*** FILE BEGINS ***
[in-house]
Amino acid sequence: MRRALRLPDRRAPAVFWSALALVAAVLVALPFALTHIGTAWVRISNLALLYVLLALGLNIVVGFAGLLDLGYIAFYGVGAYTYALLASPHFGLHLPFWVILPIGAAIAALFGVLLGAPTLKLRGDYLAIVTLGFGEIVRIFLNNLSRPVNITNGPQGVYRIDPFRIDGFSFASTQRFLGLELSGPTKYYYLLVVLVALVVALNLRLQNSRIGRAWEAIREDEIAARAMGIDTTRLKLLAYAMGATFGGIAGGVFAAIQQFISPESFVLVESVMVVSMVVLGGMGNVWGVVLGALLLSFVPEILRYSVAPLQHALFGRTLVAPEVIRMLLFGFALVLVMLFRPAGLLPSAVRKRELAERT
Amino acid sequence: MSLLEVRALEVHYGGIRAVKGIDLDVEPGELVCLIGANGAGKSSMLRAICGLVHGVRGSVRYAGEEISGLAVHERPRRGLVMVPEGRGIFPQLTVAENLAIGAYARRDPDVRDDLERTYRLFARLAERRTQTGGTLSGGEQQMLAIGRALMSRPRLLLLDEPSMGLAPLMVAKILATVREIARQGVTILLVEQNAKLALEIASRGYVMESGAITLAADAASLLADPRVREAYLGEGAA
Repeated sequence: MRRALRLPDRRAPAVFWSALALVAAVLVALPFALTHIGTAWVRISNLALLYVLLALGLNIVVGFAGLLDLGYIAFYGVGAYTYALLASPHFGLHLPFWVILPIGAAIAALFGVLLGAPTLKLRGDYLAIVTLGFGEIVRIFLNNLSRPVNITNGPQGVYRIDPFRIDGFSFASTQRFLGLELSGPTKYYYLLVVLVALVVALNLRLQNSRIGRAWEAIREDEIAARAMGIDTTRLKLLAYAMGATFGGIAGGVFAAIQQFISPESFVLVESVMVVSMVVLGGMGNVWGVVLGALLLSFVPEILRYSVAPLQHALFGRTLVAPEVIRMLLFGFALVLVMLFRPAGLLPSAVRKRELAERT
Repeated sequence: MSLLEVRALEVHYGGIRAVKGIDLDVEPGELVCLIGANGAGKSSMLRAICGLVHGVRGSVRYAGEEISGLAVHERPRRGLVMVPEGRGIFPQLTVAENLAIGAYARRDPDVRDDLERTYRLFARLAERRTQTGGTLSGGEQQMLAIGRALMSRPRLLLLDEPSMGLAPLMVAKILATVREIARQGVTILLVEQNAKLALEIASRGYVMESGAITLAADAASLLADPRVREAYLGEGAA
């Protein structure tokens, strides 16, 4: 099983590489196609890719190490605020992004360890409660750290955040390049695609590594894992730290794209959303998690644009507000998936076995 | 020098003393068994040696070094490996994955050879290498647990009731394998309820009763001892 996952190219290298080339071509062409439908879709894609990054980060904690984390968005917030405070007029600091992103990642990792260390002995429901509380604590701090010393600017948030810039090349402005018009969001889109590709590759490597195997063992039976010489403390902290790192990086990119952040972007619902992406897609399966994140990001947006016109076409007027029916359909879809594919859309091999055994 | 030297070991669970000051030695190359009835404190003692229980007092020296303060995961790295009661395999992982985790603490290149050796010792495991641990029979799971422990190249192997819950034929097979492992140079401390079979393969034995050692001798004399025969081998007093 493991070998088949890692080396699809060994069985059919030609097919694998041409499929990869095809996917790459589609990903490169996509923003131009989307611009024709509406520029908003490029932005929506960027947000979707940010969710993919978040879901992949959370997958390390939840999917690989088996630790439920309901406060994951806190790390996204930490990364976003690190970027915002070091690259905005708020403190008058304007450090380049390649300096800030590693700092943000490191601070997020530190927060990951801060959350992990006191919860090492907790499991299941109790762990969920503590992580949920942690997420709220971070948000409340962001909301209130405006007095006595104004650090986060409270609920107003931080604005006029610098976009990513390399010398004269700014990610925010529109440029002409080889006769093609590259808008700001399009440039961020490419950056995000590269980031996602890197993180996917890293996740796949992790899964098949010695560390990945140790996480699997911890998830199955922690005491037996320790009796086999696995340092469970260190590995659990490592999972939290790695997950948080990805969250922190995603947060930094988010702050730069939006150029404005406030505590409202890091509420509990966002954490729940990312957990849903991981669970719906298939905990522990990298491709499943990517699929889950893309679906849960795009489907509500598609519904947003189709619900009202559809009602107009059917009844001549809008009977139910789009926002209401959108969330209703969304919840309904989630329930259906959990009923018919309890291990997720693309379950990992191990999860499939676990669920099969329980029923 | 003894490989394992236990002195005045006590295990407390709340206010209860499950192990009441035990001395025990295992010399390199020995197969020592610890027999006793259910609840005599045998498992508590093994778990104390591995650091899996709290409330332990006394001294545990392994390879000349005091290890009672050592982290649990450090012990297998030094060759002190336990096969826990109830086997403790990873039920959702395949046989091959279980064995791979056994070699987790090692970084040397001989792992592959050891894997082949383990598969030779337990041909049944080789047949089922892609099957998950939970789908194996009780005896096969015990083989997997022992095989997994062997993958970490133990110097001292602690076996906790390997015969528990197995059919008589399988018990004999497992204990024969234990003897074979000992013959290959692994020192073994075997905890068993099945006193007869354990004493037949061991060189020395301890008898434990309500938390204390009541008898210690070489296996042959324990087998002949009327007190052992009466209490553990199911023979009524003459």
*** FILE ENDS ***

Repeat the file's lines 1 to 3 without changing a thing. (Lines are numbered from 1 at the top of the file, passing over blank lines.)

[in-house]
Amino acid sequence: MRRALRLPDRRAPAVFWSALALVAAVLVALPFALTHIGTAWVRISNLALLYVLLALGLNIVVGFAGLLDLGYIAFYGVGAYTYALLASPHFGLHLPFWVILPIGAAIAALFGVLLGAPTLKLRGDYLAIVTLGFGEIVRIFLNNLSRPVNITNGPQGVYRIDPFRIDGFSFASTQRFLGLELSGPTKYYYLLVVLVALVVALNLRLQNSRIGRAWEAIREDEIAARAMGIDTTRLKLLAYAMGATFGGIAGGVFAAIQQFISPESFVLVESVMVVSMVVLGGMGNVWGVVLGALLLSFVPEILRYSVAPLQHALFGRTLVAPEVIRMLLFGFALVLVMLFRPAGLLPSAVRKRELAERT
Amino acid sequence: MSLLEVRALEVHYGGIRAVKGIDLDVEPGELVCLIGANGAGKSSMLRAICGLVHGVRGSVRYAGEEISGLAVHERPRRGLVMVPEGRGIFPQLTVAENLAIGAYARRDPDVRDDLERTYRLFARLAERRTQTGGTLSGGEQQMLAIGRALMSRPRLLLLDEPSMGLAPLMVAKILATVREIARQGVTILLVEQNAKLALEIASRGYVMESGAITLAADAASLLADPRVREAYLGEGAA